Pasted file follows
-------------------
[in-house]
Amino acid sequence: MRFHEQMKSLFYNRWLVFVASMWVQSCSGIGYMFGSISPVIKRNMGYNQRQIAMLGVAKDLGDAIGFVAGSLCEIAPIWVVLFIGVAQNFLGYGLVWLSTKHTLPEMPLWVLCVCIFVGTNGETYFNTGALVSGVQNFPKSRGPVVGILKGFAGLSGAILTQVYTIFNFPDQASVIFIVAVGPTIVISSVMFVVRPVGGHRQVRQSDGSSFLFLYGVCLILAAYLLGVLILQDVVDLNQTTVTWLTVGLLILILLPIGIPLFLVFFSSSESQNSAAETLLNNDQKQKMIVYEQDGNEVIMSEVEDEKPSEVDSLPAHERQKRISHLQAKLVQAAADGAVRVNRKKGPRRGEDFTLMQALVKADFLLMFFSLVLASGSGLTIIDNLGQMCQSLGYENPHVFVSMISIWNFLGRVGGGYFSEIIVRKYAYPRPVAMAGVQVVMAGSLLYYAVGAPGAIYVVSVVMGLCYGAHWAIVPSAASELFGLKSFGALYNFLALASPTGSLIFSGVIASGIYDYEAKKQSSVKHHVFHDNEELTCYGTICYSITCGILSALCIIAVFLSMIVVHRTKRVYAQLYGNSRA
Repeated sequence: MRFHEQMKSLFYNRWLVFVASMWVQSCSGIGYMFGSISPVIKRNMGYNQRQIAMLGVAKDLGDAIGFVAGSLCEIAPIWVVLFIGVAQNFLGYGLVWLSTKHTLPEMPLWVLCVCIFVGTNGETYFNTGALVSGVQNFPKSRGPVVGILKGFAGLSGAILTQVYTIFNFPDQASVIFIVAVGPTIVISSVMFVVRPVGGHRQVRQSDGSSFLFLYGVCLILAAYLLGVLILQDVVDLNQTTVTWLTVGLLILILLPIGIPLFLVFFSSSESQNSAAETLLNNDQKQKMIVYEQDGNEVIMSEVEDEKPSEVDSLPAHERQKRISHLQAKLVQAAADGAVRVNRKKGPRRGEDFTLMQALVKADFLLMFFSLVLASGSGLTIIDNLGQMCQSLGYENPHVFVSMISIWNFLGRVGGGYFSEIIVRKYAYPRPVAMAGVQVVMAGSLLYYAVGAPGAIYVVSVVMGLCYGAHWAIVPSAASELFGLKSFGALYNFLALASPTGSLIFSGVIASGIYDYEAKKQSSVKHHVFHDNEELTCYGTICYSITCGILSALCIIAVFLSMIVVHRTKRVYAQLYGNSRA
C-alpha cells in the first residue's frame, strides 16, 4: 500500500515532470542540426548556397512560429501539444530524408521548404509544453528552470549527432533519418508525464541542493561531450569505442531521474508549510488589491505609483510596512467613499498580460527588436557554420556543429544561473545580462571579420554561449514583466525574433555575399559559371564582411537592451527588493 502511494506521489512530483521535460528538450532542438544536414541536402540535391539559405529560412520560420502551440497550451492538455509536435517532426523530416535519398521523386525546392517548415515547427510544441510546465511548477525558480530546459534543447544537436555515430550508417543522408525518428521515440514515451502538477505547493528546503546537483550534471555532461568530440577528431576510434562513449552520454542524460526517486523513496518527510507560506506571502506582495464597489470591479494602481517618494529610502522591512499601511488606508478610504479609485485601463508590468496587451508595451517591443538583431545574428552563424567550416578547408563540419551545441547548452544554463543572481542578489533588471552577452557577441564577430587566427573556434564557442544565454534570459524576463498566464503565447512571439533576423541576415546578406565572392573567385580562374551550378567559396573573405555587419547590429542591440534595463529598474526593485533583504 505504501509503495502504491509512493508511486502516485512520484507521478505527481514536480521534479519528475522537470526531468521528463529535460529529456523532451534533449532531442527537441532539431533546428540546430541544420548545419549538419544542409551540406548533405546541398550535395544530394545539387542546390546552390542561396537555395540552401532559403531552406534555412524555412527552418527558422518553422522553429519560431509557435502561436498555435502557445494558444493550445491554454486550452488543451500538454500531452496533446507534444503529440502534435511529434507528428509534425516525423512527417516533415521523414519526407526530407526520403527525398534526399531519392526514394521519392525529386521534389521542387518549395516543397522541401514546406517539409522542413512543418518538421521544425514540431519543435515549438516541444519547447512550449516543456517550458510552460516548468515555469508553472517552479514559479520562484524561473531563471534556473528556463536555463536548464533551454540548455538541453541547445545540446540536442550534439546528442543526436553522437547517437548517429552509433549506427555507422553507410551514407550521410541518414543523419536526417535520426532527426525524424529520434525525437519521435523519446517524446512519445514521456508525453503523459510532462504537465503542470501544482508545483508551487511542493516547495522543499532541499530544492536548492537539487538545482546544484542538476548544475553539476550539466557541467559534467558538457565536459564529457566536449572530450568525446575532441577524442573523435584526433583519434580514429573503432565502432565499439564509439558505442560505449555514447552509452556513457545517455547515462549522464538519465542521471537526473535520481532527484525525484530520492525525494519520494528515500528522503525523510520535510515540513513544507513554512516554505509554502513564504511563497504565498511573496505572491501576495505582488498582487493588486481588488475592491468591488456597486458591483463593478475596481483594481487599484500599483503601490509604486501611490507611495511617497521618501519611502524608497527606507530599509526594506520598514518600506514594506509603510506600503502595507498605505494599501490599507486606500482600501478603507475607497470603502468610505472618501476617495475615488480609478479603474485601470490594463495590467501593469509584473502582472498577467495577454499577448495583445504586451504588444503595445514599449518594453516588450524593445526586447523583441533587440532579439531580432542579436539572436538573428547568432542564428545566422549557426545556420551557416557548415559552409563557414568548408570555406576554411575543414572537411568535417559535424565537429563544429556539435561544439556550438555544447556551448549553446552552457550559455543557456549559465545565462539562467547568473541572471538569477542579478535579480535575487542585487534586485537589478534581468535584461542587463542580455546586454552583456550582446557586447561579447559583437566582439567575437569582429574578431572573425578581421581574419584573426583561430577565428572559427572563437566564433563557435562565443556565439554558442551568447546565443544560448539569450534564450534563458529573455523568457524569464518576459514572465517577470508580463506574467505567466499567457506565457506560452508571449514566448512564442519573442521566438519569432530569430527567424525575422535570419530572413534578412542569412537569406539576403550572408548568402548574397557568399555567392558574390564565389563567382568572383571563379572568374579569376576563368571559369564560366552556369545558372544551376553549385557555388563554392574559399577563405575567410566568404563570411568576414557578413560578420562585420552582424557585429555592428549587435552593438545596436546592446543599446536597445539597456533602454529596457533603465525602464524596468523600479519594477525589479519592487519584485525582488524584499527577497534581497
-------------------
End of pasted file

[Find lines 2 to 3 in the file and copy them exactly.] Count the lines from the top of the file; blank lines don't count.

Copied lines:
Amino acid sequence: MRFHEQMKSLFYNRWLVFVASMWVQSCSGIGYMFGSISPVIKRNMGYNQRQIAMLGVAKDLGDAIGFVAGSLCEIAPIWVVLFIGVAQNFLGYGLVWLSTKHTLPEMPLWVLCVCIFVGTNGETYFNTGALVSGVQNFPKSRGPVVGILKGFAGLSGAILTQVYTIFNFPDQASVIFIVAVGPTIVISSVMFVVRPVGGHRQVRQSDGSSFLFLYGVCLILAAYLLGVLILQDVVDLNQTTVTWLTVGLLILILLPIGIPLFLVFFSSSESQNSAAETLLNNDQKQKMIVYEQDGNEVIMSEVEDEKPSEVDSLPAHERQKRISHLQAKLVQAAADGAVRVNRKKGPRRGEDFTLMQALVKADFLLMFFSLVLASGSGLTIIDNLGQMCQSLGYENPHVFVSMISIWNFLGRVGGGYFSEIIVRKYAYPRPVAMAGVQVVMAGSLLYYAVGAPGAIYVVSVVMGLCYGAHWAIVPSAASELFGLKSFGALYNFLALASPTGSLIFSGVIASGIYDYEAKKQSSVKHHVFHDNEELTCYGTICYSITCGILSALCIIAVFLSMIVVHRTKRVYAQLYGNSRA
Repeated sequence: MRFHEQMKSLFYNRWLVFVASMWVQSCSGIGYMFGSISPVIKRNMGYNQRQIAMLGVAKDLGDAIGFVAGSLCEIAPIWVVLFIGVAQNFLGYGLVWLSTKHTLPEMPLWVLCVCIFVGTNGETYFNTGALVSGVQNFPKSRGPVVGILKGFAGLSGAILTQVYTIFNFPDQASVIFIVAVGPTIVISSVMFVVRPVGGHRQVRQSDGSSFLFLYGVCLILAAYLLGVLILQDVVDLNQTTVTWLTVGLLILILLPIGIPLFLVFFSSSESQNSAAETLLNNDQKQKMIVYEQDGNEVIMSEVEDEKPSEVDSLPAHERQKRISHLQAKLVQAAADGAVRVNRKKGPRRGEDFTLMQALVKADFLLMFFSLVLASGSGLTIIDNLGQMCQSLGYENPHVFVSMISIWNFLGRVGGGYFSEIIVRKYAYPRPVAMAGVQVVMAGSLLYYAVGAPGAIYVVSVVMGLCYGAHWAIVPSAASELFGLKSFGALYNFLALASPTGSLIFSGVIASGIYDYEAKKQSSVKHHVFHDNEELTCYGTICYSITCGILSALCIIAVFLSMIVVHRTKRVYAQLYGNSRA